Many tourists visit Rwanda for gorilla tracking only as an add-on to a safari in Kenya or Tanzania. There is, however, a lot more to explore in this beautiful country, referred to as the ‘Land of a Thousand Hills’.

You can also visit Rwanda’s Nyungwe National Park famous for chimpanzee tracking. This Park protects a stunning montane rain forest that’s home to as many as 13 different primate species, including chimpanzees. A big network of trails makes this a great hiking destination. You can walk to several waterfalls and a swamp, but the thrilling Canopy Walk is a must – the views from the suspension bridge are breathtaking. I would rate this forest as a top-class tourist destination, but I’ve never encountered many visitors here. That’s exactly how I like it.

Akagera National Park has seen an amazing transformation since it came under the management of the capable non-profit conservation organization African Parks in 2010. While wildlife viewing isn’t quite on the same level as in famous East African parks such as the Serengeti and Masai Mara, this beautiful park offers a great alternative if you’re looking for an off-the-beaten-track alternative.

For me, the best way to end a Rwanda safari is to chill for a couple of days on the shore of scenic Lake Kivu. There are several lakeside resorts, but wherever you’re staying, it’s worth getting out and about to soak in a little bit of Rwanda’s cultural life. Shop in a colorful market, try the local food or visit a tea cooperative.


If you’re looking for the “classic” safari in an open-top vehicle admiring the wildlife on the plains on a self-drive safari, then Tanzania is the place to be. Tanzania is so much known because of Mount Kilimanjaro, Serengeti National Park and Ngorongoro Crater and with 4×4 Car Hire Uganda self-drive safaris in its national parks and this fact alone makes a thrilling case for declaring it Africa’s best safari country. But, of course, there’s much more than just these two places.

Most visitors stick to the famous Northern Circuit and why not? Besides the aforementioned destinations, with their unbelievable density of Big Five species and sublime beauty, this amazing region around the gateway city of Arusha also includes Tarangire (huge dry season herds) and Lake Manyara (flamingos, tree-climbing lions and Rift Valley scenery) national parks which are awesome in their own right.

Rounding all this off are the country’s three distinct safari ‘circuits’ Northern, Southern and Western. Each of which is unique in terms of animal populations and topography. Spot elephants appearance against the backdrop of Mt Kilimanjaro, hear chimpanzees hooting on the forested slopes of Mahale Mountains National Park, feel the pounding hooves of wildebeest on the Serengeti plains and float past snorting hippos on a boat safari down the Rufiji River.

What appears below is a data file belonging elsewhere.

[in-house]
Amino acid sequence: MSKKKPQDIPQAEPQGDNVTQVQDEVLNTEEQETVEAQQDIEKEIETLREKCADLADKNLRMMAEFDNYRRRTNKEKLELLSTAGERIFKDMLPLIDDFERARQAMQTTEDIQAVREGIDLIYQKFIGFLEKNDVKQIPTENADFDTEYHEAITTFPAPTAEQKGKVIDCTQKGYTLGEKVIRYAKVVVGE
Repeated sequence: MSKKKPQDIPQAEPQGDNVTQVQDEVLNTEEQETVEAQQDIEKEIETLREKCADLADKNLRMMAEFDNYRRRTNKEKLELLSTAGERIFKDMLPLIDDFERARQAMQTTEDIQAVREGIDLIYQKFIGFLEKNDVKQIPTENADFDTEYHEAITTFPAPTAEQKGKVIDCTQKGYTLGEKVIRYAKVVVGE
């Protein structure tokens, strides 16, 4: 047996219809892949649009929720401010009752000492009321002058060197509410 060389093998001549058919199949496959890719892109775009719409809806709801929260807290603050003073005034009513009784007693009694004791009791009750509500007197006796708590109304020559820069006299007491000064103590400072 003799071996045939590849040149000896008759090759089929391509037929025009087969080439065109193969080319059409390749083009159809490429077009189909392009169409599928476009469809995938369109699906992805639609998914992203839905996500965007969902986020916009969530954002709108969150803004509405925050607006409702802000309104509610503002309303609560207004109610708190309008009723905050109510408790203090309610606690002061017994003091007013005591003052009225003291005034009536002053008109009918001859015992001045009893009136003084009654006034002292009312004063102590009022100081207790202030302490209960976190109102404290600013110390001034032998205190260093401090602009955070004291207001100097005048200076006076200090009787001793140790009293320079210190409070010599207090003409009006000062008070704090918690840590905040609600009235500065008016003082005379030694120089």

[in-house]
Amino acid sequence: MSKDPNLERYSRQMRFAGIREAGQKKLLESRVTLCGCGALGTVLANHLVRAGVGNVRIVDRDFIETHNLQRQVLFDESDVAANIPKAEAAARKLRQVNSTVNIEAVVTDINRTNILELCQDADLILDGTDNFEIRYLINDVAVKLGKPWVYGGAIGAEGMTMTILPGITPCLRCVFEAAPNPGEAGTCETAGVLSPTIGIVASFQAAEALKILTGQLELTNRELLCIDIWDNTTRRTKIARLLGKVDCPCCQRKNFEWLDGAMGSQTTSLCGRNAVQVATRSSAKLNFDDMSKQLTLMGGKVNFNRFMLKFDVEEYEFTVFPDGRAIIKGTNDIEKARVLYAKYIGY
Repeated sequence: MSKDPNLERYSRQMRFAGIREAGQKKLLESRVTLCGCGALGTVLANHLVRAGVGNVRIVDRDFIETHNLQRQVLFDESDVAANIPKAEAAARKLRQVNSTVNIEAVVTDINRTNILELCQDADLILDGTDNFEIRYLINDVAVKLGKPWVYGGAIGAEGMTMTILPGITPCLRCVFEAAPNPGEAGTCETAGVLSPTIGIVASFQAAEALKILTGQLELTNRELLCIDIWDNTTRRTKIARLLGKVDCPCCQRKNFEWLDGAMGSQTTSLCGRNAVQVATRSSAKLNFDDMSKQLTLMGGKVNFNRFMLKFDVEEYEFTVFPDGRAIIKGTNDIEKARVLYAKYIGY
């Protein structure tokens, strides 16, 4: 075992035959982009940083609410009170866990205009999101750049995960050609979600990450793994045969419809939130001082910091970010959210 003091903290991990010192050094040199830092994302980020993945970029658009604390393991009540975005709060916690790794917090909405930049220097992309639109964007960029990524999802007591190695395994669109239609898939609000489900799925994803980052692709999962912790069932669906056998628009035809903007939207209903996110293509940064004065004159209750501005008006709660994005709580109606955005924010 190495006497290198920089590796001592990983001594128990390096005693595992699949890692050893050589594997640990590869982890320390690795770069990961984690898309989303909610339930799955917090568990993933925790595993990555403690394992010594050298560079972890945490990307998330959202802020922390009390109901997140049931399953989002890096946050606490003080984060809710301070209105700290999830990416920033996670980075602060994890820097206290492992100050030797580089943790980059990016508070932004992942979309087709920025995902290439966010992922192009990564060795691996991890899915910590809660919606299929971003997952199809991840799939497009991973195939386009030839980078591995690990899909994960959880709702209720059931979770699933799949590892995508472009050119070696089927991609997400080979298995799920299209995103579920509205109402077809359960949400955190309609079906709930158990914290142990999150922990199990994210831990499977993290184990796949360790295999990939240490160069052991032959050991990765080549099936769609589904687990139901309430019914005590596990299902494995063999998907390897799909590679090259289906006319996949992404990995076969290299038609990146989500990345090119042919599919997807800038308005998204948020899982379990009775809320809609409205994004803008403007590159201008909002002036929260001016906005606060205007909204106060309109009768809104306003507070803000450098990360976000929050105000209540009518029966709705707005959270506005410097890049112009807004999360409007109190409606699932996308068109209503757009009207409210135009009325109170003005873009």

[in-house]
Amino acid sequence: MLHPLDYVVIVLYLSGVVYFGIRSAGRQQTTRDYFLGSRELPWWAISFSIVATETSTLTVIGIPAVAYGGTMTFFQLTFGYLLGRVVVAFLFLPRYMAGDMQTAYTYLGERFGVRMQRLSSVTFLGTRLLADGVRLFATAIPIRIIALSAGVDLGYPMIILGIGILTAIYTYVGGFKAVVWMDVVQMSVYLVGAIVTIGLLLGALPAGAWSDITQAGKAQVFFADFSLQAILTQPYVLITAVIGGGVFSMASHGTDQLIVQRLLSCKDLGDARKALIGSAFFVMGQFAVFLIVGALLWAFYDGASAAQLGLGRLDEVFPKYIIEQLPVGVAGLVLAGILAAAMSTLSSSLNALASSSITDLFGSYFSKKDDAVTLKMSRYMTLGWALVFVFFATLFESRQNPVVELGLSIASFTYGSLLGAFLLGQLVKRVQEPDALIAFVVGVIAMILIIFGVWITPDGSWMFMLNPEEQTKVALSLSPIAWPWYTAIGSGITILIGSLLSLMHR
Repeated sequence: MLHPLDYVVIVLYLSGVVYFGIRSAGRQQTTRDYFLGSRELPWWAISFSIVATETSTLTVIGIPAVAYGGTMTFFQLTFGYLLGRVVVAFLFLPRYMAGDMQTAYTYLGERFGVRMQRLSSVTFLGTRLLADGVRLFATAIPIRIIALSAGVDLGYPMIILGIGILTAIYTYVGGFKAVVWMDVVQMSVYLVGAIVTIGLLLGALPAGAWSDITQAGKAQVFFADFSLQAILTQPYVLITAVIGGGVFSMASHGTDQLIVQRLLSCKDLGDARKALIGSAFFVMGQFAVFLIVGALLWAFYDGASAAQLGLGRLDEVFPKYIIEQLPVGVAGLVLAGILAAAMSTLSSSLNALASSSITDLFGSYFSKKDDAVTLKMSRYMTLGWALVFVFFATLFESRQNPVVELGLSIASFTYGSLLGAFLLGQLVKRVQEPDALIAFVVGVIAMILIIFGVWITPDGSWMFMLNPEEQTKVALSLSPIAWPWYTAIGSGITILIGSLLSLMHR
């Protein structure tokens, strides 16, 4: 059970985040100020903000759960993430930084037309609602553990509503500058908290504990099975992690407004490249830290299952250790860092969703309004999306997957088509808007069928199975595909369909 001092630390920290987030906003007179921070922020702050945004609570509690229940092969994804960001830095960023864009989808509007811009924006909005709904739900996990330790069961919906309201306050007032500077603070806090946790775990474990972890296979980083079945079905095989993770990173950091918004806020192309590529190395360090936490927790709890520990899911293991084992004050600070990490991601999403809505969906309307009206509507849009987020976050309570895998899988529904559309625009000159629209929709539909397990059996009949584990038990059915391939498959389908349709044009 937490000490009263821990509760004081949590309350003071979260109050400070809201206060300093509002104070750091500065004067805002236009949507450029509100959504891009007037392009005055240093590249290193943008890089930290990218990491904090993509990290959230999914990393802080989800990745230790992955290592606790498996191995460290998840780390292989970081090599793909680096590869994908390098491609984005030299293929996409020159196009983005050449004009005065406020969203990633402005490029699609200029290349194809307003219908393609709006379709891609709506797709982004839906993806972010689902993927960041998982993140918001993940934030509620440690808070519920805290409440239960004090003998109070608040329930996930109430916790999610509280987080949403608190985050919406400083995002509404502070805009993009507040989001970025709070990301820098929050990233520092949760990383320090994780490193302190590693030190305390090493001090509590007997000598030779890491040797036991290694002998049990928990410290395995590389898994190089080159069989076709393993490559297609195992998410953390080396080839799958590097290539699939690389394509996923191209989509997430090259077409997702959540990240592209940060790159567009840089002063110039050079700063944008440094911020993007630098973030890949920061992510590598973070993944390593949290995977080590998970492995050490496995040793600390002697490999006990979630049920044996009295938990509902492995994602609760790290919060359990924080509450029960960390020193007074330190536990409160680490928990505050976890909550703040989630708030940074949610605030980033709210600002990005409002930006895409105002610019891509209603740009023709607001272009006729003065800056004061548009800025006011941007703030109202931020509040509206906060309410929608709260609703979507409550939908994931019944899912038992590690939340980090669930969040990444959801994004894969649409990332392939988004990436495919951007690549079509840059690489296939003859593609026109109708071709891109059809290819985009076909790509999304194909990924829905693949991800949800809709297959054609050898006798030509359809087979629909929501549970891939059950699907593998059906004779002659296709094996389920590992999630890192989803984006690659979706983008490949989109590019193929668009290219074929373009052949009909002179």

There is also so much to explore before and after your safari: relax on idyllic islands and beaches, hike through rolling hills, and visit colorful market towns. For the quality and variety of its wildlife watching, as well as for the overall travel experience, Tanzania tops my list of African safari destinations.


Kenya is a great place to have an adventure self-drive safari. Safari is not only a journey in space dimension but also in time dimension: you’ll see scenes without human influence that are the same from many Centuries. Kenya’s stunning landscapes include rain forest, beaches, deserts and mountains, but it’s the first class wildlife watching that keeps so many visitors flocking back.

Not only is it one of the best places in Africa to see the Big Five, it also counts among the world’s most important bird watching destinations, and is home to one of the most astonishing wildlife spectacles on earth – massive herds of wildebeest making their way across the savanna from the Serengeti plains in Tanzania to Kenya’s Masai Mara in the annual migration.

Tourist hot spots such as Amboseli (perfect for that money shot of elephants wandering against the backdrop of Mount Kilimanjaro), and the Masai Mara – where on my last visit I witnessed a lion kill, had a close up encounter with a big cat whilst on foot, and sat watching vast streams of grunting wildebeest cross the river – are deservedly popular, but can suffer from 4WD traffic in high season.

The good thing about Kenya, though, is that there are plenty of small and uncrowded parks, wilderness areas and wildlife conservancies where you can commune with animals and nature with hardly anyone else for company.